One ‘extramural’ comment does not demonstrate his ‘unfitness’ for the job
“The only dispute before us is the proper interpretation of a contract.”
And that contract was clear: Not even a private university can punish a professor for using the academic freedom guaranteed by his tenure, willingly granted by his university.
The Wisconsin Supreme Court Friday reversed a lower court that granted deference to Marquette University’s interpretation of its contract with John McAdams (above), a political science professor who has been suspended indefinitely without pay for more than two years.
McAdams used his blog to publicly criticize a graduate teaching instructor who forbade an unnamed student from openly disagreeing with same-sex marriage in her class.
Cheryl Abbate had told her class that “everyone agrees on” the rightness of same-sex marriage – even at the Catholic university – so there was no need to discuss it in the context of philosopher John Rawls’ Equal Liberty Principle, according to the student.
President Michael Lovell went beyond the two-term suspension recommended by the Faculty Hearing Committee for McAdams’ behavior toward Abbate.
He required McAdams to write a letter apologizing for his blog post as “reckless and incompatible” with Marquette values, and expressing “deep regret” for the harsh criticism Abbate had received from others because McAdams named her. McAdams refused and sued.
The university took the unusual step of buying ads on Google to denounce McAdams ahead of this spring’s oral argument at the state supreme court, which approved McAdams’ request to bypass an intermediate appellate court when he lost at a lower court.
Faculty committee ‘infected’ with ‘unacceptable bias’
The high court ordered Marquette to reinstate McAdams “with unimpaired rank, tenure, compensation, and benefits,” as well as back pay, as laid out in its faculty statutes in Friday’s 120-page ruling.
It began by rebuking the Milwaukee County Circuit Court for agreeing with the university that McAdams couldn’t challenge his indefinite suspension in court.
The university could have made him sign an arbitration clause as a condition of employment but did not, Justice Daniel Kelly wrote in the majority opinion: “Our exhaustive review of the Faculty Statutes reveals no indication that the University and Dr. McAdams agreed the Discipline Procedure would supplant the courts or limit their review of a contractual dispute.”
Two of those statutes explicitly give McAdams the “right to seek judicial adjudication of his claims,” one phrased “negatively” (preventing litigation before a certain point) and the other a “positively-stated recognition” that “the University’s suspension and dismissal decisions are subject to litigation in our courts.”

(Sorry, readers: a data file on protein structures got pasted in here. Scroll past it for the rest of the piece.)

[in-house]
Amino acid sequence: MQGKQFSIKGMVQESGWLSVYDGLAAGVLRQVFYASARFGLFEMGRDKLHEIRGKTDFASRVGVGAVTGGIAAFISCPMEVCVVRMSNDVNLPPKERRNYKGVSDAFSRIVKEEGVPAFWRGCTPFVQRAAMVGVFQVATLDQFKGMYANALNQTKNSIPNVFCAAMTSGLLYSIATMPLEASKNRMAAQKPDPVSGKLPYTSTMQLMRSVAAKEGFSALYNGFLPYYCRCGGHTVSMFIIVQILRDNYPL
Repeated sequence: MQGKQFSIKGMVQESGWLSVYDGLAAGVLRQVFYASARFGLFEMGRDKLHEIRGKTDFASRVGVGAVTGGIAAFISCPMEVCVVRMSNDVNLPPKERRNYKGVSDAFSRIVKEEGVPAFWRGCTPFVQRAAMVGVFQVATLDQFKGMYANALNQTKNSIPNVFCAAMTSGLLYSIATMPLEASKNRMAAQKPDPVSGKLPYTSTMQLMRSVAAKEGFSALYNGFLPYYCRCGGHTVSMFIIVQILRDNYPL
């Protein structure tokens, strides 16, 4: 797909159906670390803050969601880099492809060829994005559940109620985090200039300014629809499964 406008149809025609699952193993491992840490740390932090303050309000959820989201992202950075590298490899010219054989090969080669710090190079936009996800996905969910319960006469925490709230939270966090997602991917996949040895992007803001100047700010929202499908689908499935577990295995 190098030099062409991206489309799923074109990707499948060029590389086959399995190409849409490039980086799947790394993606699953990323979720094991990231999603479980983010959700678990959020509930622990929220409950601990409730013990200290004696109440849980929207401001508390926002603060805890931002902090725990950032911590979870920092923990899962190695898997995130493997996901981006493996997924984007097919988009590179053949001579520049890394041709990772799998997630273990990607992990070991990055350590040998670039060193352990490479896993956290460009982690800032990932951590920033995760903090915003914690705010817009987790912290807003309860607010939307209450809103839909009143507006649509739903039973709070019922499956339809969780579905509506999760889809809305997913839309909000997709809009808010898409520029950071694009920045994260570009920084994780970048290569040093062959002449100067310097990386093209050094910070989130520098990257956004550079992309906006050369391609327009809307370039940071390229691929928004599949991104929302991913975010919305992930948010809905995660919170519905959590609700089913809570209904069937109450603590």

The majority said the Faculty Hearing Committee was “infected” with “unacceptable bias” against McAdams, agreeing with the professor’s protest that a committee member had publicly prejudged him before the hearing in an open letter.
The faculty statutes give no threshold for “disqualifying bias” in a proceeding, and American Arbitration Association rules would have disqualified Lynn Turner if they had been followed, the majority said:
She publicly inserted herself into the dispute and expressed a personal interest in its outcome. And she did not just express her opinions on these matters in passing——she committed herself to them in writing. Having done so, she could not decide the FHC proceedings in favor of Dr. McAdams without contradicting what she had already said to the entire Marquette University campus.
The courts also cannot defer to the Faculty Hearing Committee’s decision because it is not truly binding but simply “advice” to the president – who has “unfettered discretion” – and hence not analogous to a binding arbitration, the opinion said:
It was President Lovell, not the FHC, who decided whether Dr. McAdams would be disciplined. … It was President Lovell who actually meted out the discipline when he sent Dr. McAdams the Discipline Letter. And it was President Lovell who created the conditions on reinstatement that have kept Dr. McAdams in suspension limbo.
The court has also recently stopped granting deference to administrative agencies’s “conclusions of law” in a separate case, finding the practice “unsound in principle,” so it won’t apply deference to this similar scenario under outdated case law.
No notice of what ‘academic freedom’ protects
Judging the university by its own definition of “academic freedom,” taken from a 1940 statement of the American Association of University Professors, the court majority found the university violated McAdams’ university-granted freedom.
The “special obligations” on professors engaged in “extramural speech” such as blogging, mentioned in the AAUP statement, are not generally understood as “binding obligations” of the sort that can be used to discipline a professor, the court said.
Marquette misstated the “analytical structure” of deciding whether McAdams’ blog post lost its protection under academic freedom, Justice Kelly wrote.
It was supposed to first judge whether the post itself suggested his “unfitness” as a professor, and if so, then consider “the broader context of the faculty member’s complete record.” Marquette instead judged the post in light of McAdams’ entire record, removing the “stringent standard of proof for dismissal” under AAUP rules.
And the university gave faculty no notice of what academic freedom actually protects by saying it’s balanced against other “core” values of Marquette, Kelly wrote: “The extramural comment is not supposed to be a key to other materials the University may wish to place in the ‘unfitness’ balance.”